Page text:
Milton Behind the Story of Paradise Lost

Paradise Lost is definitely a book that I want to read again. I read this book in school first so my review will primarily be a history lesson on why this book became.

It is a book that a lot of people have confused with real events, but I like the concept of having Lucifer have more human nature before the fall. There is so much background of the story as well that made me appreciate the book that much more. Seeing as the book was written during a time when the freedom speech was not a well known practice Milton indirectly used this novel to compare the heavenly revolt against the angels to the English Civil Wars of 1642.

England was divided in the 1640s between two political groups; the Royalists and Parliamentarians.
The Royalists consisted of a group of people who supported King Charles I absolute power.
Milton was among the Parliamentarians who believed that the country should be governed by Parliament and the King’s Power should not be absolute.

Milton was very much politically involved during his time. He stood in strong opposition against absolutists like Richard Lovelace and Thomas Hobbes who were the opposing contemporaries of his time.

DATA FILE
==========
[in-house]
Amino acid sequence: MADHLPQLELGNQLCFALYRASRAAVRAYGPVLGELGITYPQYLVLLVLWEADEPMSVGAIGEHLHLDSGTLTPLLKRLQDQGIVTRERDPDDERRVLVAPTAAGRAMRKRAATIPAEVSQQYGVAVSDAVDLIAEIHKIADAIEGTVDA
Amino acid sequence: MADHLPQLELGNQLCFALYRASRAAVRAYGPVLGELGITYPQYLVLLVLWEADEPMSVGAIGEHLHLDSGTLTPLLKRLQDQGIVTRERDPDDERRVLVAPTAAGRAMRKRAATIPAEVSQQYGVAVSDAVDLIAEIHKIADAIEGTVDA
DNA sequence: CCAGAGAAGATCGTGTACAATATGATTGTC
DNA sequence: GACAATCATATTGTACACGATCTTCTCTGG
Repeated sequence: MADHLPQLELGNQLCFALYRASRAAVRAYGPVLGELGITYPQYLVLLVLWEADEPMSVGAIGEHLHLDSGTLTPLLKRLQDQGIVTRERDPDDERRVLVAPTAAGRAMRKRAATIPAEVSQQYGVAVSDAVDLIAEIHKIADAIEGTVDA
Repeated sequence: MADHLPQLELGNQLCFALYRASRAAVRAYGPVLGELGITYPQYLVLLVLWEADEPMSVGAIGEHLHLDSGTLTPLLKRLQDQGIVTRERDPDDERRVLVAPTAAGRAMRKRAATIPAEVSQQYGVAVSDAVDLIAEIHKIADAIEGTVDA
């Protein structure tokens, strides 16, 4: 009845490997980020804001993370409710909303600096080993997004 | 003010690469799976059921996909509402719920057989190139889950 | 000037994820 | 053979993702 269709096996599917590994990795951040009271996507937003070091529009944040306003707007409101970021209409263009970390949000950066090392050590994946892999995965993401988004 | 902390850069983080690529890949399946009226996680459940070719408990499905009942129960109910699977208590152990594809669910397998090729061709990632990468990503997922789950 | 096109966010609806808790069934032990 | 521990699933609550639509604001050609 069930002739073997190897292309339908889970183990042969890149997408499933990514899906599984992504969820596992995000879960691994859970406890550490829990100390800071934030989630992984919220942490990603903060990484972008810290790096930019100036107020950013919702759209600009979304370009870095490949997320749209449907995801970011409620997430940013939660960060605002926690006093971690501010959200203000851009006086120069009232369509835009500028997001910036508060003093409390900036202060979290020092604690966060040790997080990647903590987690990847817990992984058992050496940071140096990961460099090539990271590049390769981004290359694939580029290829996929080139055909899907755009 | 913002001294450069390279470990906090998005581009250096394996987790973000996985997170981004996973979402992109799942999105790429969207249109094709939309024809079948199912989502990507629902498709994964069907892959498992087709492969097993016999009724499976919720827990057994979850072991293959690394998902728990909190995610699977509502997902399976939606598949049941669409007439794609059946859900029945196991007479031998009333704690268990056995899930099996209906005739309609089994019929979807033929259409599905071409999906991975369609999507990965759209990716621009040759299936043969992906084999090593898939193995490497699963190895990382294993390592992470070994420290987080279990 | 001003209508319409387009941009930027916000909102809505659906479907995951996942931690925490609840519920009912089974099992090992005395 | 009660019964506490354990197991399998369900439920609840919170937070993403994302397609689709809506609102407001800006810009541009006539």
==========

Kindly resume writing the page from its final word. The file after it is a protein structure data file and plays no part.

After Beheading King Charles I, the Parliamentes set out to have parliament govern the nation, but their plan failed and the monarchy was restored by his son King Charles II.
Milton essentially fell from paradise and was thrown in prison for several years of his life
When he was released he wrote Paradise Lost “in honor of the King”

Milton used “Paradise Lost” as an opportunity to share a political message against the monarchy of England and utilized Lucifer to be the promethean hero who brought consciousness to man.

Of course in a Christian light Lucifer will always be the villain, but in paradise lost he plays the role of the anti-hero
Lucifer, the light bearer who defied the king of heaven, who was damned for attempting to equal god, cursed our 1st human ancestors and thus tainted us forever with the mark of sin. But perhaps this is not so….

When looking at how similar Lucifer is to Milton it can be perceived that Lucifer is a sympathetic character who is trying to give human kind consciousness to the tyrannical rule of God.
The fact that we both fell and that the fall of man is introduced in book I first, the reader is already set up a relation to the protagonist.
In Lines 755-757 a solemn council of demons discuss the next plan of action after being expelled from paradise. This parallels the rule of heaven and its absolute monarchy. Here Lucifer and his followers can be viewed as the ‘roundheads’; supporters of parliament who fought against King Charles I.

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